Assessment of subzero fracture of welded tubular K-Joint

Timo Björk*, S. Heinilae, G. Marquis

*Corresponding author for this work

Research output: Contribution to journalArticleScientificpeer-review


The deformation, ultimate load capacity, and fracture behavior of full-scale welded K-joints fabricated from cold-formed rectangular hollow sections have been studied both numerically and experimentally. An extensive experimental program of welded K-joints tested to failure at temperatures between 23 and -60 degrees C revealed that the primary failure mode was ductile tearing of the chord flange at the toe of the tension brace-to-chord weld. For some joints tested at -40 and -60 degrees C, initial ductile tearing led to brittle fracture. Finite-element based J-integral assessment of an advancing crack for one K-joint geometry was combined with J-Delta a material curves measured at -40 degrees C. Assessment revealed that crack advance, once initiated, would be expected to continue at a nearly constant load. The assumed shape and size of the initial crack in the finite-element model were considered to be conservative and the estimated maximum load capacity and joint ductility were conservatively predicted with respect to the experimental results. This procedure was found to be promising for assessing the ultimate ductility of tubular joints at low temperatures.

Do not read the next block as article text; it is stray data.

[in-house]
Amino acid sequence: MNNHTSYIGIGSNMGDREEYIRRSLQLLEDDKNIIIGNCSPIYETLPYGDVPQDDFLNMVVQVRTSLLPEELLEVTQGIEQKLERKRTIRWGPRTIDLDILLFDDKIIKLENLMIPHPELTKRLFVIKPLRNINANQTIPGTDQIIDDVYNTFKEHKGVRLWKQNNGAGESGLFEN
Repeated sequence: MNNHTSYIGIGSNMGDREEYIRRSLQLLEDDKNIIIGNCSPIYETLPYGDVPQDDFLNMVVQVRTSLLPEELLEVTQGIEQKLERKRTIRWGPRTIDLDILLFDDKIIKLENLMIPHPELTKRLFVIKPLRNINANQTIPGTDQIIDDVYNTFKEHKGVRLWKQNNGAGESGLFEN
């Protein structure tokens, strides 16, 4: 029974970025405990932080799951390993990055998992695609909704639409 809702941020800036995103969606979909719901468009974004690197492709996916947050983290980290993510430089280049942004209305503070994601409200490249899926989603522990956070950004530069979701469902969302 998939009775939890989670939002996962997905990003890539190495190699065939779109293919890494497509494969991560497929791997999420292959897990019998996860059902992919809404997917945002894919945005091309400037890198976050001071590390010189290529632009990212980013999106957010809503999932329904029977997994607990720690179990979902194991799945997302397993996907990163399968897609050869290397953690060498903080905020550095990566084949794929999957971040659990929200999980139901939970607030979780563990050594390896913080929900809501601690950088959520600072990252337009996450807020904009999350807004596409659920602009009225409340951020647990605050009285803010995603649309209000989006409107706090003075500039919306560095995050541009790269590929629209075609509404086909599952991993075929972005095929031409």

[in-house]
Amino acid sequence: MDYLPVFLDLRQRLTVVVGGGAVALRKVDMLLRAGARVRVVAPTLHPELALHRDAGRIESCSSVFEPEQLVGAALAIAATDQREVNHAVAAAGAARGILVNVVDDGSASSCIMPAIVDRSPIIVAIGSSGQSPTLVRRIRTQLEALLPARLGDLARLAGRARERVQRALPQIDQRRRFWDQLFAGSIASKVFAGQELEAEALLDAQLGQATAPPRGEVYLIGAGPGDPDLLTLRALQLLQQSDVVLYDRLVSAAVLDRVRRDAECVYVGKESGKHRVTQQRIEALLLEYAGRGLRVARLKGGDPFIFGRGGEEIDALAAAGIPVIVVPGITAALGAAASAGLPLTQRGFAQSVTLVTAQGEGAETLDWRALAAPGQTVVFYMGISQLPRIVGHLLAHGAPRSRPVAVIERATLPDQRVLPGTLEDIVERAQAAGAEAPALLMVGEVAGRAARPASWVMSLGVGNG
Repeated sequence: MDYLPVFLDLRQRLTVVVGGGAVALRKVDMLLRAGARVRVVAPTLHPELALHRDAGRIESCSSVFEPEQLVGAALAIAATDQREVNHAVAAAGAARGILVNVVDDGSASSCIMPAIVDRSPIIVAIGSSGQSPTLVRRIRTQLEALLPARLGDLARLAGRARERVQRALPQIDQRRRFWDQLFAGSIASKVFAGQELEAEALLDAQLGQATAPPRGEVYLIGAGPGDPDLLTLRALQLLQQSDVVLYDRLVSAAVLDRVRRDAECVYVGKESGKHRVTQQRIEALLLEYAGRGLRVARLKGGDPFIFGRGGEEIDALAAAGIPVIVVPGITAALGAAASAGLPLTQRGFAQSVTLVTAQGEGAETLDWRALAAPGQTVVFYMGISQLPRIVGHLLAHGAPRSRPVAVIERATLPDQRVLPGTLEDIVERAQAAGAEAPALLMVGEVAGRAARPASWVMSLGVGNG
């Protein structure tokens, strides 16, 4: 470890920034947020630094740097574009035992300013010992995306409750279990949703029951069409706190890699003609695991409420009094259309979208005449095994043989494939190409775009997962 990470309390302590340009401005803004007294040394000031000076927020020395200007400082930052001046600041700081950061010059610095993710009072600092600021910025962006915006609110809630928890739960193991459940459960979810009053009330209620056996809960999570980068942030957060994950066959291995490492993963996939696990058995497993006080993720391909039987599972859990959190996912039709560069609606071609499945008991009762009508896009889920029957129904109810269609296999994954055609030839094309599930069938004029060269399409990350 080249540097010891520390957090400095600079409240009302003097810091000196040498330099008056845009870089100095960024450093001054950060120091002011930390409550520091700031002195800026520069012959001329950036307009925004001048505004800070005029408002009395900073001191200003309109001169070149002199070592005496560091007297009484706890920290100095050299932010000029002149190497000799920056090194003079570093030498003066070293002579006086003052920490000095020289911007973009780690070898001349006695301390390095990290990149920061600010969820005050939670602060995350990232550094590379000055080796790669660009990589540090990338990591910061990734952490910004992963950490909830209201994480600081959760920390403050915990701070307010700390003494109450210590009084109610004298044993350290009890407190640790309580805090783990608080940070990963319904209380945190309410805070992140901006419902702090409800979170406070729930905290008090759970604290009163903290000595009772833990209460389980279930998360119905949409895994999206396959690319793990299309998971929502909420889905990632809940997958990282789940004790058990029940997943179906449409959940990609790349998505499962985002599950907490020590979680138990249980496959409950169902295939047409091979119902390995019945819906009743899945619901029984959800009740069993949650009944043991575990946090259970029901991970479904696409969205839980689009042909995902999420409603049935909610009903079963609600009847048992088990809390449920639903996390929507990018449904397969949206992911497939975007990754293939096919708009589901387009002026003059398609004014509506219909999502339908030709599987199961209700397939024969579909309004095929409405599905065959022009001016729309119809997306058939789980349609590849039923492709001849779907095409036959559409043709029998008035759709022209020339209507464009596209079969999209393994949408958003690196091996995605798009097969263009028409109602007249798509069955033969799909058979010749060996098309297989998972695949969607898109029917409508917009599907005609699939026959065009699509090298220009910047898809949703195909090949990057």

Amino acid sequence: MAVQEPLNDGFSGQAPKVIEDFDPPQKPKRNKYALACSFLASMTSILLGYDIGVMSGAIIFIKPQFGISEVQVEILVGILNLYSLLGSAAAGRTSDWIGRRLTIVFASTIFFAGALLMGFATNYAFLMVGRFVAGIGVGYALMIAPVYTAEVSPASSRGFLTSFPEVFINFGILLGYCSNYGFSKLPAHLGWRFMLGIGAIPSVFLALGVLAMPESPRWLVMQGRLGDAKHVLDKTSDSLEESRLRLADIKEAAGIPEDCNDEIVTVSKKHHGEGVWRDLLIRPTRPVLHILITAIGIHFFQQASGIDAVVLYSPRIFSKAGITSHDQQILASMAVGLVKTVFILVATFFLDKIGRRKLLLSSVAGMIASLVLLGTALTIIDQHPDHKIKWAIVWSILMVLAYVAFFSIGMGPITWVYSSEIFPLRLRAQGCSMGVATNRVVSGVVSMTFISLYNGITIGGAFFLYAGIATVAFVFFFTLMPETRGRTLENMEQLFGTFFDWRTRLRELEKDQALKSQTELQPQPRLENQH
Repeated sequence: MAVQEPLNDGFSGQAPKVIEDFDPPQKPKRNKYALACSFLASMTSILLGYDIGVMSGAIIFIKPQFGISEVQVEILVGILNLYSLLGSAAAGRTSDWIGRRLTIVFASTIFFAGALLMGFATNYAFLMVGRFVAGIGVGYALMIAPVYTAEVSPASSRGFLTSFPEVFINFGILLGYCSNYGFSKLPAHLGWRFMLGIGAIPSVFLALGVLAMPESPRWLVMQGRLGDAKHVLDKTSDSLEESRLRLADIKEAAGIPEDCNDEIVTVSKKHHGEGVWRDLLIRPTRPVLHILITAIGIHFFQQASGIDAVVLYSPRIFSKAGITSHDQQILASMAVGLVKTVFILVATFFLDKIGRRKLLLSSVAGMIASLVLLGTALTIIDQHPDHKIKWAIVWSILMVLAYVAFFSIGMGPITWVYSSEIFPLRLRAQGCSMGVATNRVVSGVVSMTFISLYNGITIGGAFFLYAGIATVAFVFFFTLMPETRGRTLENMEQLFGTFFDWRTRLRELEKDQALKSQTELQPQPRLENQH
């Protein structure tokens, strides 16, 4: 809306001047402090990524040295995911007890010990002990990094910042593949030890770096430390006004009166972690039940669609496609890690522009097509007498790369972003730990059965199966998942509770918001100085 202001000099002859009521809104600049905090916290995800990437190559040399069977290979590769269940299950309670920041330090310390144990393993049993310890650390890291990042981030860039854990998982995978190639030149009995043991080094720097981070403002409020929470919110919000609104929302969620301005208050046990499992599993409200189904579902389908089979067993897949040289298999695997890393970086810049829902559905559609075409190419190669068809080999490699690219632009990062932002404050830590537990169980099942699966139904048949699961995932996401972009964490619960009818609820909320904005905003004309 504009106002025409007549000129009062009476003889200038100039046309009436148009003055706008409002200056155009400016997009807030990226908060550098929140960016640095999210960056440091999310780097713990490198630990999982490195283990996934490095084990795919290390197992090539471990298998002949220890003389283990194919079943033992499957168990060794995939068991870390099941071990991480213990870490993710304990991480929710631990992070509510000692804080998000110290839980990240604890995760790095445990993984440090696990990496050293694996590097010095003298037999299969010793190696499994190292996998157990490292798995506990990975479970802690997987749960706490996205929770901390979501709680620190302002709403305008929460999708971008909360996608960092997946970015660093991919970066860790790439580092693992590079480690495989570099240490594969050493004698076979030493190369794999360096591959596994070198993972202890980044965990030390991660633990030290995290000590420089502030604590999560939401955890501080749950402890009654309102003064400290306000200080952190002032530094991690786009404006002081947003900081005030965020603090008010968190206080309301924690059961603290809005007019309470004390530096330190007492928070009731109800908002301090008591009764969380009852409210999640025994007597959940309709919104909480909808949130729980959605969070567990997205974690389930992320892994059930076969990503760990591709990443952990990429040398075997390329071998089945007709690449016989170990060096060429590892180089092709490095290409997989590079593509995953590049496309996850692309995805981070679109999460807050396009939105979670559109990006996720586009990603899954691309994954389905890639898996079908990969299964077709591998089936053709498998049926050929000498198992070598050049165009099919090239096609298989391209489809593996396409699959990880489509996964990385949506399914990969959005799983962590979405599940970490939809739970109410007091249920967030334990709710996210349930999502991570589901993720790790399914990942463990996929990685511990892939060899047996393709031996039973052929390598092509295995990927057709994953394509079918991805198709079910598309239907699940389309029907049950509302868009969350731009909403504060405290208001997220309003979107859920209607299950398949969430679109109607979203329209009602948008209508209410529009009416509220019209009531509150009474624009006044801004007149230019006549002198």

Original languageEnglish
Pages (from-to)181-188
Number of pages8
Issue number2
Publication statusPublished - Feb 2008
MoE publication typeA1 Journal article-refereed

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